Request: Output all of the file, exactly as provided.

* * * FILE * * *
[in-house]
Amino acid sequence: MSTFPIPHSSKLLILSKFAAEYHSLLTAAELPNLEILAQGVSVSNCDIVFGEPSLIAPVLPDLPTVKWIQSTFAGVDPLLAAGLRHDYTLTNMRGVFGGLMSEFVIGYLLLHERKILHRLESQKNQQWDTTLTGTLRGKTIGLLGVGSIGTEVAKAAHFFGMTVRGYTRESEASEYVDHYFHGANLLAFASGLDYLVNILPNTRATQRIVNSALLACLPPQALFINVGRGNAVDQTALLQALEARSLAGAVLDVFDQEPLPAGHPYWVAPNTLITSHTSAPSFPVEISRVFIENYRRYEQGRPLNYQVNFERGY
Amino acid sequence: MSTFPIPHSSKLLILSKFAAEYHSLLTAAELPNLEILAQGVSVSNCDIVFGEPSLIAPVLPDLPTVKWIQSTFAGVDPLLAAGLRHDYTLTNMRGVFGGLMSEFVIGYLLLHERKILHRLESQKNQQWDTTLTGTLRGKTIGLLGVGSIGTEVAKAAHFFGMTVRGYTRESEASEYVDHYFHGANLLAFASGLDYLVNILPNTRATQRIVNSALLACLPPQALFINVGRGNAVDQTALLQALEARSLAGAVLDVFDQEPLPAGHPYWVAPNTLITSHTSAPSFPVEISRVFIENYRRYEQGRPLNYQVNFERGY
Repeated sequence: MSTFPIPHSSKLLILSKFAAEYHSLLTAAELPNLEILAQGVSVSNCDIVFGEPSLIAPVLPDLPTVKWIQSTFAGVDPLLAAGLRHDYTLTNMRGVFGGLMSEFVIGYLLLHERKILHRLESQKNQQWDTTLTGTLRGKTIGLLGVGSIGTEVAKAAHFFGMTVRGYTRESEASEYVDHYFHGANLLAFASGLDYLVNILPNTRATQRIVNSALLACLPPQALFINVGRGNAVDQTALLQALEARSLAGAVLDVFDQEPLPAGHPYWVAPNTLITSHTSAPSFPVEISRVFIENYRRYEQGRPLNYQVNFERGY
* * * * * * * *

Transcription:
[in-house]
Amino acid sequence: MSTFPIPHSSKLLILSKFAAEYHSLLTAAELPNLEILAQGVSVSNCDIVFGEPSLIAPVLPDLPTVKWIQSTFAGVDPLLAAGLRHDYTLTNMRGVFGGLMSEFVIGYLLLHERKILHRLESQKNQQWDTTLTGTLRGKTIGLLGVGSIGTEVAKAAHFFGMTVRGYTRESEASEYVDHYFHGANLLAFASGLDYLVNILPNTRATQRIVNSALLACLPPQALFINVGRGNAVDQTALLQALEARSLAGAVLDVFDQEPLPAGHPYWVAPNTLITSHTSAPSFPVEISRVFIENYRRYEQGRPLNYQVNFERGY
Amino acid sequence: MSTFPIPHSSKLLILSKFAAEYHSLLTAAELPNLEILAQGVSVSNCDIVFGEPSLIAPVLPDLPTVKWIQSTFAGVDPLLAAGLRHDYTLTNMRGVFGGLMSEFVIGYLLLHERKILHRLESQKNQQWDTTLTGTLRGKTIGLLGVGSIGTEVAKAAHFFGMTVRGYTRESEASEYVDHYFHGANLLAFASGLDYLVNILPNTRATQRIVNSALLACLPPQALFINVGRGNAVDQTALLQALEARSLAGAVLDVFDQEPLPAGHPYWVAPNTLITSHTSAPSFPVEISRVFIENYRRYEQGRPLNYQVNFERGY
Repeated sequence: MSTFPIPHSSKLLILSKFAAEYHSLLTAAELPNLEILAQGVSVSNCDIVFGEPSLIAPVLPDLPTVKWIQSTFAGVDPLLAAGLRHDYTLTNMRGVFGGLMSEFVIGYLLLHERKILHRLESQKNQQWDTTLTGTLRGKTIGLLGVGSIGTEVAKAAHFFGMTVRGYTRESEASEYVDHYFHGANLLAFASGLDYLVNILPNTRATQRIVNSALLACLPPQALFINVGRGNAVDQTALLQALEARSLAGAVLDVFDQEPLPAGHPYWVAPNTLITSHTSAPSFPVEISRVFIENYRRYEQGRPLNYQVNFERGY